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Jordan Rejects U.S. ‘hawks’ Proposal

September 19, 1975
See Original Daily Bulletin From This Date

Sen., Clifford Case (R.NJ) said today that the Ford Administration’s compromise with Congress over the sale of 14 “Hawk” missile batteries to Jordan still stands despite King Hussein’s rejection of it as “insulting.” Case said yesterday that he was dropping his opposition to the sale as a result of President Ford’s letter to Senate and House leaders giving assurances that the weapons would be restricted to defensive use and would be deployed around the Jordanian capital of Amman, out of range of Israeli air space.

The Jordanian government announced today that Ford’s assurances were an affront to Jordan’s “national dignity,” A government spokesman in Amman said Jordan would never agree to sign a deal for the missiles under the conditions laid down by Ford.

Case said that he and other Senators who had gone the “last mile” to satisfy Hussein’s request for American weapons and not upset the Middle East power balance believed that “this matter is too serious to be based merely on dignity,” Questions also arose here as to whether the State Department kept Jordan fully informed of the objections to the sale by members of Congress and the compromise reached with the White House.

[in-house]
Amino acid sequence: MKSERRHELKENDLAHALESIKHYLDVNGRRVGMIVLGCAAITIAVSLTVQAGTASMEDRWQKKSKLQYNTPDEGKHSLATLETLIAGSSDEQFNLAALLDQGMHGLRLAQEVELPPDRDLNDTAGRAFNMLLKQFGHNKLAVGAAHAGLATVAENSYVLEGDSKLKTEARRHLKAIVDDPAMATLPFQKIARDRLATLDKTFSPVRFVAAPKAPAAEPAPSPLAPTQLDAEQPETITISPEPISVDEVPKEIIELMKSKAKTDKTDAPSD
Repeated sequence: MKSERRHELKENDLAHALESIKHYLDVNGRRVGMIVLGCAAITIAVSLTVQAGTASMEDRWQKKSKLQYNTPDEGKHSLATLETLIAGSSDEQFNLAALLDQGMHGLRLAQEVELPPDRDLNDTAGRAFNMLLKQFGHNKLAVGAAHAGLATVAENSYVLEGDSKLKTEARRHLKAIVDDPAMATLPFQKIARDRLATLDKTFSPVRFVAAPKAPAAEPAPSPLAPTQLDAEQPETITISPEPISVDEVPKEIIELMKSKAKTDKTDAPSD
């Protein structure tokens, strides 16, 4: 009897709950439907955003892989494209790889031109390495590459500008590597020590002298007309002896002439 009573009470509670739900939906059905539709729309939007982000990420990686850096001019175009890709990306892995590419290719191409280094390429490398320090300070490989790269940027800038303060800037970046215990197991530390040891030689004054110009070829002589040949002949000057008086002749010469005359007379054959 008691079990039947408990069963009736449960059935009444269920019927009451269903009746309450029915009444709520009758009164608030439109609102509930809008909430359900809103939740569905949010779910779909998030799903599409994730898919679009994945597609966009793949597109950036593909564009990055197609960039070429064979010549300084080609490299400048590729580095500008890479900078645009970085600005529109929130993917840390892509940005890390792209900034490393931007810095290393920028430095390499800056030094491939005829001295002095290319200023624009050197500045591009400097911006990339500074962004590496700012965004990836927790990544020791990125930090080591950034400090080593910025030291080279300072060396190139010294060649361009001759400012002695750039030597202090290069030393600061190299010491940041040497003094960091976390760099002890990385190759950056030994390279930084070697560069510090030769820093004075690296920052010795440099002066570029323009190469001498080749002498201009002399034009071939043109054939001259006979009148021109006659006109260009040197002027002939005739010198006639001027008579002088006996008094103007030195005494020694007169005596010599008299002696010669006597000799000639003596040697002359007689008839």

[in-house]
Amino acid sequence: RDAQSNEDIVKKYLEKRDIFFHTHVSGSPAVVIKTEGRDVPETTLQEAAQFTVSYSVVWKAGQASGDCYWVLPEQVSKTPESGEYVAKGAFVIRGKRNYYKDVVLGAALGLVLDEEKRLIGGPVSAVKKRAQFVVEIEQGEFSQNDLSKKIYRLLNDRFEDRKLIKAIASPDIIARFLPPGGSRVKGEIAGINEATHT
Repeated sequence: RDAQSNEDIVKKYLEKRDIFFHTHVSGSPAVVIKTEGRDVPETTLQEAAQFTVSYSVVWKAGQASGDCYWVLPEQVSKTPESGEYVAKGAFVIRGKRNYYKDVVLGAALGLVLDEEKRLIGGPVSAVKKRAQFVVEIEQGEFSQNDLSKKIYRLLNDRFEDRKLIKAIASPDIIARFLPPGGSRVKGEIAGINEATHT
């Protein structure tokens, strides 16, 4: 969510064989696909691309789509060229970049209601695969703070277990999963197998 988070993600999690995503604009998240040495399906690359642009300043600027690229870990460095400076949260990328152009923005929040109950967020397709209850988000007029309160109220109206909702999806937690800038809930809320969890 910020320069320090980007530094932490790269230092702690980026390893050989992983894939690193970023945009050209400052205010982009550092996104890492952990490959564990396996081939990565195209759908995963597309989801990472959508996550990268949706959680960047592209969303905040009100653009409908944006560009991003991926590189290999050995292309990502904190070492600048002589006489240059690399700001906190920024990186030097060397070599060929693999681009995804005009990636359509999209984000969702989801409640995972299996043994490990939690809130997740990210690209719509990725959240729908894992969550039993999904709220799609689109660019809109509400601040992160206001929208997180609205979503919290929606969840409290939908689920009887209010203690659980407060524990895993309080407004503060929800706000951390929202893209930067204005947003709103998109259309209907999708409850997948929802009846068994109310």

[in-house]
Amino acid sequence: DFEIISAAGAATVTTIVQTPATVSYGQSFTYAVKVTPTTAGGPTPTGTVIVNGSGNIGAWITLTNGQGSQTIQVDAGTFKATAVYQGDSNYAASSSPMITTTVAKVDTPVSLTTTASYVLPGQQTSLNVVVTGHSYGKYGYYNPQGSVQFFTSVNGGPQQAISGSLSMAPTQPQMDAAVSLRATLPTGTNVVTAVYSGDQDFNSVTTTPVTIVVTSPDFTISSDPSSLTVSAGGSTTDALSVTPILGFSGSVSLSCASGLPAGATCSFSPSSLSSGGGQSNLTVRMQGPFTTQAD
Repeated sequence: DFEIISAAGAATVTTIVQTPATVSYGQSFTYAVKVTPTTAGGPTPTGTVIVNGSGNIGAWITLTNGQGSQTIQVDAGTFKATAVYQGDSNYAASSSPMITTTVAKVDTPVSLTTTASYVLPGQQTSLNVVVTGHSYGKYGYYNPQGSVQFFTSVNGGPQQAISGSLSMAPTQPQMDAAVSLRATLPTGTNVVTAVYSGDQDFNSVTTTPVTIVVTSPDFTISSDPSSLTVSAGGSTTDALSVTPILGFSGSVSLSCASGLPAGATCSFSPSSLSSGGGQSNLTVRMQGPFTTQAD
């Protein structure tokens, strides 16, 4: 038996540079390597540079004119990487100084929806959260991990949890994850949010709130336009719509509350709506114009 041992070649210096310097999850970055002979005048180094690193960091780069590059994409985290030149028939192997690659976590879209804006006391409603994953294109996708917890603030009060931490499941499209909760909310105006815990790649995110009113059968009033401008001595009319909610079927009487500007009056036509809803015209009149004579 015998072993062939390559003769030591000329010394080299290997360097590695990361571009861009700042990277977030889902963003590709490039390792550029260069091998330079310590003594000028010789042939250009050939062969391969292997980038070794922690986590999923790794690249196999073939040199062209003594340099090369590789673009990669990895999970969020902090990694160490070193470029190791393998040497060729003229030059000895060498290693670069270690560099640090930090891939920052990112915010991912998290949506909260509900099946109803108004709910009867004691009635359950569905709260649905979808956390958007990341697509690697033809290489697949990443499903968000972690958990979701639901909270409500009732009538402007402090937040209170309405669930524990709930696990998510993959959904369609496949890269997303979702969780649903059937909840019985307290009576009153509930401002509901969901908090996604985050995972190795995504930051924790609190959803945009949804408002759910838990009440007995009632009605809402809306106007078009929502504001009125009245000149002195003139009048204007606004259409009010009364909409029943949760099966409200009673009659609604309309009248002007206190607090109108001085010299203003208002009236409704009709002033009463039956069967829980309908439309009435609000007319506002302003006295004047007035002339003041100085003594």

An official Jordanian statement today said the delivery dates mentioned in Ford’s letter to Congress “are incompatible with Jordan’s needs.” According to the President’s letter, the first “Hawk” battery would be delivered to Jordan in October, 1976 and the final one sometime in 1979. The Jordanian statement said “Jordan insists on importing them as soon as training of our armed forces are completed.” The statement asserted that if the U.S. insisted on its terms, Jordan would seek the missiles “from any other sources.”

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